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"I'm Poncho" Stickers Popular on Both Sides of Aisle

After state Rep. Poncho Nevárez kicked gun advocates out of his Capitol office, he received death threats. On Wednesday, Texas House members wore "I'm Poncho" stickers to show support for Nevárez.

State Rep. Elliott Naishtat, D-Austin, wearing an "I'm Poncho" sticker on Jan. 28, 2015 after fellow Rep. Alfonso "Poncho" Nevárez, D-Eagle Pass, was the target of threats and racial slurs from some gun advocates.

There may have been enough Poncho Nevárezes in the Texas House on Wednesday to make quorum.

Dozens of House members wore name tags on the floor with the words “I’m Poncho,” a show of solidarity with the Eagle Pass Democrat, who received death threats earlier this month following a run-in with gun advocates in his Capitol office.

After a gun-rights rally on the Legislature’s opening day, a group of advocates for the legalization of openly carrying handguns in Texas visited lawmakers in their offices to push for a repeal of handgun licensing requirements. Nevárez kicked the group out of his office after they became confrontational, calling Nevárez a “tyrant” and saying they were “coming to take Texas back.”

A Texas Department of Public Safety detail has been assigned to Nevárez and his family in his home district, he said. Nevárez said he had been the target of racial slurs on social media.

“I think when somebody threatens a representative because he doesn’t vote, it’s everything we don’t stand for in this state,” said state Rep. Phil Stephenson, R-Wharton. “You can fire us, but you don’t get to shoot us because you disagree.” 

A Republican, Drew Springer of Muenster, was behind the gesture. He said he came up with the idea after Nevárez joked that he should hand out “I’m Not Poncho” stickers to fellow lawmakers so that they would not be targets.

“Immediately I thought just the opposite — we need to show support for him, that we aren’t going to let people threaten us,” he said. “We’re not going to let people, in some cases from out of state, threaten us physically and try to get their way. That’s just not the way democracy works. It’s not the way Texas works.”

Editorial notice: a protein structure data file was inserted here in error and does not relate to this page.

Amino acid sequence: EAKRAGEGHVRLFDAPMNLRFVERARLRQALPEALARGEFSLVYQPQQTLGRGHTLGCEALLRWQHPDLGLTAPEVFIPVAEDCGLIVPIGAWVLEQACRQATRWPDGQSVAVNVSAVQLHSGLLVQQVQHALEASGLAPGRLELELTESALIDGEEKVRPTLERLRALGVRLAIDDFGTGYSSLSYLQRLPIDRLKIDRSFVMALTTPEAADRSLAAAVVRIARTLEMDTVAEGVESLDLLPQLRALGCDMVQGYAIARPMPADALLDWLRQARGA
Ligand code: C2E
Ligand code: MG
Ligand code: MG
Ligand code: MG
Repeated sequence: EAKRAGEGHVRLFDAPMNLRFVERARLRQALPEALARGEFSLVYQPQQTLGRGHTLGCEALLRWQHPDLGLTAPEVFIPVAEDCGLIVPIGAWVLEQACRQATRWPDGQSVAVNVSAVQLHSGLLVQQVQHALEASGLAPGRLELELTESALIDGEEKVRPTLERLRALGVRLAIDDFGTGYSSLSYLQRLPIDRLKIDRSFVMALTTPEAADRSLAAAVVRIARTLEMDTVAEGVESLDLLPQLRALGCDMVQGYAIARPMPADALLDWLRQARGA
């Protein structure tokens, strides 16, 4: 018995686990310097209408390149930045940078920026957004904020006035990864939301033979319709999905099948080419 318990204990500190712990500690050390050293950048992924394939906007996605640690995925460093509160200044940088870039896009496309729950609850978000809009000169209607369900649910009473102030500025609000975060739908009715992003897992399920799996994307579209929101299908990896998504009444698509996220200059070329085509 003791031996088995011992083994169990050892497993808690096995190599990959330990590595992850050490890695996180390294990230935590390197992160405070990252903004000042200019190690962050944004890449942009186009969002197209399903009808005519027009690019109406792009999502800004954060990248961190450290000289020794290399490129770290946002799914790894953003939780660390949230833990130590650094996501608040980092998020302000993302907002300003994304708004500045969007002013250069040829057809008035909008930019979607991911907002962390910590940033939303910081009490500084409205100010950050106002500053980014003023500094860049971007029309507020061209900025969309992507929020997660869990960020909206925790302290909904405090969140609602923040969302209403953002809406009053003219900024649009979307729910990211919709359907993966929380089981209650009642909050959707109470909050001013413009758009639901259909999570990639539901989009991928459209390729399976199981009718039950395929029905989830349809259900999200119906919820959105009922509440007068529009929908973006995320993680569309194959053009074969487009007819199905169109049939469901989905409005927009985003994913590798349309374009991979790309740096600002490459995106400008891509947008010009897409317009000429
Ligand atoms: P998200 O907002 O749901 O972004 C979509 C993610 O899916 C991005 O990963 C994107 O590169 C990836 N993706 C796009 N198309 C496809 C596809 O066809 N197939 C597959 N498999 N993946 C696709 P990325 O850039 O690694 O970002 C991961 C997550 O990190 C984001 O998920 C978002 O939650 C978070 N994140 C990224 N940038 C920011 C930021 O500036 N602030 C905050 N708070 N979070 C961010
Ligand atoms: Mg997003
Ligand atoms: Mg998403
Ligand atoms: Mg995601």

Springer said he gave out name tags to about 70 House members, from both parties, before he ran out.

Marsha Farney of Georgetown was among the Republicans donning the name tags. Others included Jonathan Stickland, R-Bedford, the author of a bill to lift state handgun licensing requirements.

“We’re showing support for Poncho to show that we stand with him as far as, not necessarily a policy position, but for safety issues,” said Farney.

Nevárez said the support "lightened up the day for me."

"I thought that was great, man," he said. "It shows solidarity on the floor. It shows the character of the men and women."

After Lt. Gov. Dan Patrick said Tuesday he did not think there was enough support for open-carry to pass the Senate, it sparked yet another dust-up with gun rights activists, who took to Facebook to denounce the Republican and organize calls to lawmakers' offices. The backlash prompted Patrick to clarify his comments in his own Facebook post — and a public statement from Stickland, who said there was "nothing wrong" with Patrick's remarks.

"He would know better than I who supports the 2nd amendment in his chamber. A Texas Senator who opposes open carry does not believe in the 2nd amendment," Stickland said. "If Dan hasn't had anyone bring this issue up to him, let me make it clear, I am bringing it up to him now. We need to protect the 2nd amendment rights of Texans, and it's embarrassing that we haven't in the past."

Julián Aguilar contributed reporting to this story.

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Politics State government Department of Public Safety Guns In Texas Texas Legislature